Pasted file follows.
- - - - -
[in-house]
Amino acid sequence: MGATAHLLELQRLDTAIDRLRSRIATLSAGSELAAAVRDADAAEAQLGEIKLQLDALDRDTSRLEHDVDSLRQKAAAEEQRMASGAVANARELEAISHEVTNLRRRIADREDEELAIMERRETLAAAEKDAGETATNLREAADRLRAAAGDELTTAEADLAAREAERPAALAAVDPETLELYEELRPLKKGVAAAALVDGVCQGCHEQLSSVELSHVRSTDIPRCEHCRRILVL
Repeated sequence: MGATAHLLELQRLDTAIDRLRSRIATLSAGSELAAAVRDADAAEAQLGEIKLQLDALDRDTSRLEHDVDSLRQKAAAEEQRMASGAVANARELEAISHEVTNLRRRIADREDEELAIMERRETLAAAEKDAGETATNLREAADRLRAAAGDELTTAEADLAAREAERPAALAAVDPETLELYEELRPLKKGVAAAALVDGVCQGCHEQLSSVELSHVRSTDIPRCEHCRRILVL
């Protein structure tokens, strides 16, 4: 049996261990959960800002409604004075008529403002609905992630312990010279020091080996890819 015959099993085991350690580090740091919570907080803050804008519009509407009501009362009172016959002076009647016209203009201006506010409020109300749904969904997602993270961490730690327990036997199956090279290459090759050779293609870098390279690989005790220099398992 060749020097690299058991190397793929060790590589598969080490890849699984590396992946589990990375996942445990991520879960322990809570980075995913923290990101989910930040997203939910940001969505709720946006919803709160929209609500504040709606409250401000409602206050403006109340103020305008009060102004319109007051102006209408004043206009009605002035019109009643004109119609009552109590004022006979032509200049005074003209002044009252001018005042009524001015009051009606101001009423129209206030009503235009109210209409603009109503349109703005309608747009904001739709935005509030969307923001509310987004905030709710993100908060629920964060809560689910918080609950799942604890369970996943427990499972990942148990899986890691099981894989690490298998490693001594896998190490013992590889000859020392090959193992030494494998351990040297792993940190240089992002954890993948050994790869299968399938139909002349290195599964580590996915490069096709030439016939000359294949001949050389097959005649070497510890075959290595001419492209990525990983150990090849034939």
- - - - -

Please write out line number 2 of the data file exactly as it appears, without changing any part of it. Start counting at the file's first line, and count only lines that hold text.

Amino acid sequence: MGATAHLLELQRLDTAIDRLRSRIATLSAGSELAAAVRDADAAEAQLGEIKLQLDALDRDTSRLEHDVDSLRQKAAAEEQRMASGAVANARELEAISHEVTNLRRRIADREDEELAIMERRETLAAAEKDAGETATNLREAADRLRAAAGDELTTAEADLAAREAERPAALAAVDPETLELYEELRPLKKGVAAAALVDGVCQGCHEQLSSVELSHVRSTDIPRCEHCRRILVL